Lydia knew, of course. She knew. But she didn't seem to be in any hurry to let Jesse know; she could probably take him or leave him so long as she'd be getting her cut of the profits.

They returned to the car with the bags of clothes in hand.

"What's next?" Lydia inquired. "What's your plan, Jesse? Are you really going to raise her?"

Jesse's hands shook as he shoved them in his pockets.

"Yeah," he mumbled, "I owe it to Mike. I'll raise her."

"Then you probably want to get out of town," Lydia told him. "Our dear Miss Autumn will be able to stall Social Services for a while, maybe even a year, but whenever they come looking for Kaylee, she'll be pointing her finger at you."

Jesse nodded.

"We'll just get my stuff, get in my car and go." His words were quiet. He turned and looked over at Kaylee. "Have you had anything to eat today?"

She shook her head, and Jesse's blood boiled in anger again. He made a conscious effort not to show her, though. He had to show kindness, not anger, not a thirst for vengeance against the woman who'd treated Kaylee so wrongly.

Instead, he smiled.

"Okay, sweetheart. Let's go to Perkins once we hit the road. You can get anything you want."

Kaylee brightened.

"Waffles! And ice cream?"

"Of course, honey!" Jesse replied. "Anything you want. We just have to stop off and do a few things first. I need to go to Saul's and get the rest of my money." He looked at Walt. "You need anything before I go?"

Walt swallowed, and looked uncomfortable.

"Wait," he cautioned. "I… I'll come with you to Saul's. I have something for you."
Jesse raised an eyebrow. It had to be something to draw him back in, some incentive Jesse would not take, but he owed him enough to at least hear him out.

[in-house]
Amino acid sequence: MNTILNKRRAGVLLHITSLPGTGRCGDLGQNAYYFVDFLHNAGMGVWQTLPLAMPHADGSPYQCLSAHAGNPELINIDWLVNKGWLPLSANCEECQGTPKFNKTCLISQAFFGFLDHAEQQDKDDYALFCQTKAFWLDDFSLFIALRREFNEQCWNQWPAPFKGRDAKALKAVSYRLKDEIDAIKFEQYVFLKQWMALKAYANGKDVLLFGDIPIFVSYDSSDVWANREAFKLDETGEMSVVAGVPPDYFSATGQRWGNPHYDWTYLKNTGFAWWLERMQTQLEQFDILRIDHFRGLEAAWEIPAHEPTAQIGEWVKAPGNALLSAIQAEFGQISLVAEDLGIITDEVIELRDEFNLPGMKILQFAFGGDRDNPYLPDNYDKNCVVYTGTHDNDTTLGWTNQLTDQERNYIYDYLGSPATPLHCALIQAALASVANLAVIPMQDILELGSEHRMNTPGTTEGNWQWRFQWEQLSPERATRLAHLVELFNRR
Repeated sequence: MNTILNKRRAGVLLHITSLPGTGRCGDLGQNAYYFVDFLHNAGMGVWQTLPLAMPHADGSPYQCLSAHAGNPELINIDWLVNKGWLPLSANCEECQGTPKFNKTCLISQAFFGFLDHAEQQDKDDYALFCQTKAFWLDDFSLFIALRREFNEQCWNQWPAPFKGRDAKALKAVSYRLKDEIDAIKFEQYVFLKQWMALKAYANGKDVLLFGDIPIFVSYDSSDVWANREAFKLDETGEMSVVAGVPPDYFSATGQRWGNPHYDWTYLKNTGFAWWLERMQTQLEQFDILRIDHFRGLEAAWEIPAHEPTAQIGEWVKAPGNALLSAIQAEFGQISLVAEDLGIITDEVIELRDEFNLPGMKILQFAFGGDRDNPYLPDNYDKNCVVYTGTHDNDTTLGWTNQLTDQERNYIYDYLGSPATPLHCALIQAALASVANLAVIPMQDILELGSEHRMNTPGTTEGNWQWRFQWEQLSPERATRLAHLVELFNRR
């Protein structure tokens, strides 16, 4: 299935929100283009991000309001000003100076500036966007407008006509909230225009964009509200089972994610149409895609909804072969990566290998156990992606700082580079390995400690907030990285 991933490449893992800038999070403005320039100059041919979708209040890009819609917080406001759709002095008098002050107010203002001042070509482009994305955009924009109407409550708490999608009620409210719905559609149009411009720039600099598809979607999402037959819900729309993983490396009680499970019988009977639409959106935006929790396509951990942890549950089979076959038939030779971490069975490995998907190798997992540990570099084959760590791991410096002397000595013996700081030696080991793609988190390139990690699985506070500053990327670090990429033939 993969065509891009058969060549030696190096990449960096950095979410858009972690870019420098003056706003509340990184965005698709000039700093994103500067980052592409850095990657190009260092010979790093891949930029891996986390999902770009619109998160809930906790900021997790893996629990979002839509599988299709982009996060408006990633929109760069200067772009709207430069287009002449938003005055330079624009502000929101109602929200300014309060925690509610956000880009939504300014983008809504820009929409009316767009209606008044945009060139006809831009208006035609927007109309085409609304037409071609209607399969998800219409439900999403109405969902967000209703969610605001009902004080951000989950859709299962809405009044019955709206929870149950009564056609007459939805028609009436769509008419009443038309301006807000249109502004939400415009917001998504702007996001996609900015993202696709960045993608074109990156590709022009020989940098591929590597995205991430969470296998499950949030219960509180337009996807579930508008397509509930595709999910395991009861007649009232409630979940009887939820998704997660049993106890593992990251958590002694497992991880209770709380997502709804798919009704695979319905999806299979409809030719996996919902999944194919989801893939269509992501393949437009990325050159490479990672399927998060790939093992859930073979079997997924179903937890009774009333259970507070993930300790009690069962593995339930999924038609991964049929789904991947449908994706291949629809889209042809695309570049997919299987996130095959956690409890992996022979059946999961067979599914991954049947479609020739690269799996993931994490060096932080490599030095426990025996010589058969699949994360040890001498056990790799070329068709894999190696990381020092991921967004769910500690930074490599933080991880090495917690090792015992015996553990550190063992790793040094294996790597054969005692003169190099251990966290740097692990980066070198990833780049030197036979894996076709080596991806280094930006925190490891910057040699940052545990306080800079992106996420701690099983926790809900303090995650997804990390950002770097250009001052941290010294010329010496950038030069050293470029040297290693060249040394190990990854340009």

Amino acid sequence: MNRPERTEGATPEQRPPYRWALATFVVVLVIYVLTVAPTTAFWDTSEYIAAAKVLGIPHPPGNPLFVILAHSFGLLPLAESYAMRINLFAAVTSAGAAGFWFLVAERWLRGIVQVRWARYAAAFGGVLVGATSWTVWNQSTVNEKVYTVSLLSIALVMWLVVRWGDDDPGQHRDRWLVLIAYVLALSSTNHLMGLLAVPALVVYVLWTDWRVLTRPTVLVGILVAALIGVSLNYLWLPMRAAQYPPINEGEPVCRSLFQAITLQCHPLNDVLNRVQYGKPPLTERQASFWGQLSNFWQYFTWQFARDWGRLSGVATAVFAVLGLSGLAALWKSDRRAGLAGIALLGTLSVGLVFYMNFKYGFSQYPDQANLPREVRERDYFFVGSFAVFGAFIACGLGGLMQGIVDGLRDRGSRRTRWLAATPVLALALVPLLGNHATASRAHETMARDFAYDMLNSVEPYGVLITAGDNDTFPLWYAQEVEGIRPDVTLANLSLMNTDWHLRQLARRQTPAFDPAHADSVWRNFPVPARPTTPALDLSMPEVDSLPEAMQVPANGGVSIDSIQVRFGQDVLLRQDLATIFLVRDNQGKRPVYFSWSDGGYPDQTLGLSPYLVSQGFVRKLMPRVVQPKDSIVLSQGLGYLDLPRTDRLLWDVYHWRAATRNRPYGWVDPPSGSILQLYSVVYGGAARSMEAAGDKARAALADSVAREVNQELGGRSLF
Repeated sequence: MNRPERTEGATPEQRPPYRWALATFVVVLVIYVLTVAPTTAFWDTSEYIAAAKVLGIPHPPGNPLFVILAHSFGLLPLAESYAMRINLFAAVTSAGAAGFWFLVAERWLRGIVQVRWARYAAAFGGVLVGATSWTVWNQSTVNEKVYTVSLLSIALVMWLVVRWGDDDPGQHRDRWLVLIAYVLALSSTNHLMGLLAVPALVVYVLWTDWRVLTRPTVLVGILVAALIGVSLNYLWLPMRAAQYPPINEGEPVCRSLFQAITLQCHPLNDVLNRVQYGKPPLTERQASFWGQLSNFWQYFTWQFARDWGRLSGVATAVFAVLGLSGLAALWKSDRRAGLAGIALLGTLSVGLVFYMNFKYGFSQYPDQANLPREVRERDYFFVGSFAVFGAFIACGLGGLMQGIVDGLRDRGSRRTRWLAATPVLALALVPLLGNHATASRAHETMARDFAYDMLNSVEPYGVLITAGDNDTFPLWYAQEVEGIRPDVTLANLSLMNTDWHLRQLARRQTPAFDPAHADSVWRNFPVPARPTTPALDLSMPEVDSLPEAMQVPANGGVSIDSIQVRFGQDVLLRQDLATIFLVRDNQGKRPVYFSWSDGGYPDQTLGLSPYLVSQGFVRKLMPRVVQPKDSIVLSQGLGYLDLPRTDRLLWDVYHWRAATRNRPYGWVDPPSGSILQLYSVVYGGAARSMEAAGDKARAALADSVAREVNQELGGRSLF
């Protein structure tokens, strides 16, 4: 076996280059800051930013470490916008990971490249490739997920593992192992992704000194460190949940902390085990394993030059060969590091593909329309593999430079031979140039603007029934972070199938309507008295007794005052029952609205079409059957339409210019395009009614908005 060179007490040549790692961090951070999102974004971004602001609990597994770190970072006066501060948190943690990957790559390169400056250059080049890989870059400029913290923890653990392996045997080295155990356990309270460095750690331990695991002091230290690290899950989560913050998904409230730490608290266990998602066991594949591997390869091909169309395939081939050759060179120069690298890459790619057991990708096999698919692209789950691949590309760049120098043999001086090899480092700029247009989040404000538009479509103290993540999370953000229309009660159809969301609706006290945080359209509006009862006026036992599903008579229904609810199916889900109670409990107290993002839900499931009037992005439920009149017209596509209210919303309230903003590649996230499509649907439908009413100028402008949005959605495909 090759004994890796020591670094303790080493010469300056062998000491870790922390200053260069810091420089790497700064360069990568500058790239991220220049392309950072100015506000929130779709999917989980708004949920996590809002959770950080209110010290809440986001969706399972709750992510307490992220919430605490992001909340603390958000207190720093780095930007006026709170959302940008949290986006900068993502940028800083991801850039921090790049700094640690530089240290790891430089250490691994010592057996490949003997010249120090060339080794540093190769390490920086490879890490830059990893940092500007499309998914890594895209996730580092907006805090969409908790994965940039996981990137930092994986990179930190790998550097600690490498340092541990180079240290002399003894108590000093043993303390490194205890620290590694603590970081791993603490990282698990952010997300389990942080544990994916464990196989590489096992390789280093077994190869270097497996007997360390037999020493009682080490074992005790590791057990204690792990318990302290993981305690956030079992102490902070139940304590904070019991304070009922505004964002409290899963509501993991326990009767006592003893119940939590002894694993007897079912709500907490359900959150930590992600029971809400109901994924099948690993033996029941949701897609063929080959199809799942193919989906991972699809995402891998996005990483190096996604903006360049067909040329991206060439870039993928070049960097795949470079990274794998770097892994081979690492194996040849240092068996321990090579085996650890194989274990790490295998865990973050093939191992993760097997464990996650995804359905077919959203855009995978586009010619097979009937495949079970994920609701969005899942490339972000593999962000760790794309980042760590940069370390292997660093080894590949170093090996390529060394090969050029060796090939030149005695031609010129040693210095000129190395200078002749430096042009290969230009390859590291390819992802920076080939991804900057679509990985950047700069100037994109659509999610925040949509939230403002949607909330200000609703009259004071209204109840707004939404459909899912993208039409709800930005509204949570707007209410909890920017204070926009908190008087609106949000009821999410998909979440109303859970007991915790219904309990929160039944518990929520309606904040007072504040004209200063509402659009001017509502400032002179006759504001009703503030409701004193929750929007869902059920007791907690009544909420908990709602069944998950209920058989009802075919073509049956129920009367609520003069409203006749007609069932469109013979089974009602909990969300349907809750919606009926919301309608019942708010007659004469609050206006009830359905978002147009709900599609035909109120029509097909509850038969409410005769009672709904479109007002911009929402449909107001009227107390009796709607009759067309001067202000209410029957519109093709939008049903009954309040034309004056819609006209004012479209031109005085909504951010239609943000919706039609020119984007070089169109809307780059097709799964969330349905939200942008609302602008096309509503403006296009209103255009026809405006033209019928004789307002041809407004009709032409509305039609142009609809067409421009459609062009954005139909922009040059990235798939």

Jesse drove to Saul's with Walt and Kaylee in his car, while Lydia made her way back home without a goodbye.

When he arrived, he was greeted by a deflated-looking Saul, who actually seemed sorry to see Jesse go.

"Good luck with Annie, Daddy Warbucks," he told him and shook his head. He walked over and opened the safe, a started putting money into a bag.

"That's more than I had," Jesse protested, and Walt looked at him, smiling.

"Your five million," he explained. Jesse's eyebrow rose in surprise.

"Uh…" he mumbled. "Thanks." Jesse swallowed. This was real. This was terrifying. "Is this goodbye?"

Walt extended his hand, and Jesse shook it.

"Good luck," Walt told him. "Stay safe." He hesitated, then reached out and hugged him. "Goodbye, Jesse."


At Perkins, Kaylee dug into her waffle, covered with ice cream, with fervor. Jesse promised himself that he'd look up what she really ought to be eating and considered that ice cream every day might be counterproductive.

She had already started to improve from the frightened state she'd been in back in Miss Autumn's house. She began to speak eagerly, to ask Jesse questions.

"Where are we going to live?"

"I'm not sure. Probably a couple of states away. As far as we can go. I was thinking Oregon or something."


Jesse drove towards a hotel in Colorado that he found with the GPS on his phone. He was ready for the two to settle in for the night. Before he did, however, he made one last stop, a huge toy store nestled in a shopping center off the main rode. He led Kaylee to the stuffed animals and smiled at her.

"Choose somebody," he said, giving her a gentle nudge. She immediately went for a big fluffy brown bear, and held on to him through the ride to the hotel.

"What's his name?" Jesse asked.

"Bear-Bear," she replied, cuddling him a little closer.

They checked in, getting a room with two beds and a couch. They would stay here a few days, Jesse decided. He had to give Kaylee some time to recover. She was still fragile, and a little nervous.

"Your daughter is adorable," the woman at the front desk told him. Jesse almost asked who she meant, a little surprised at the thought.

A daughter.

This was going to be crazy.


Jesse let Kaylee choose her bed, and she went with the one on the far wall. That was fine by Jesse; he could protect her if that door opened and the awful Miss Autumn burst in to snatch her back.

"Tired?"

Kaylee nodded.

"All right," Jesse replied, "We'd better turn in for the night. In a few days, we'll drive some more. We need to find a place to live." He ran a hand over his face. Hell, he'd need to enroll Kaylee in school. How the hell was he supposed to get her school records? "Have you been to school, like… recently?" Jesse asked. Kaylee shook her head.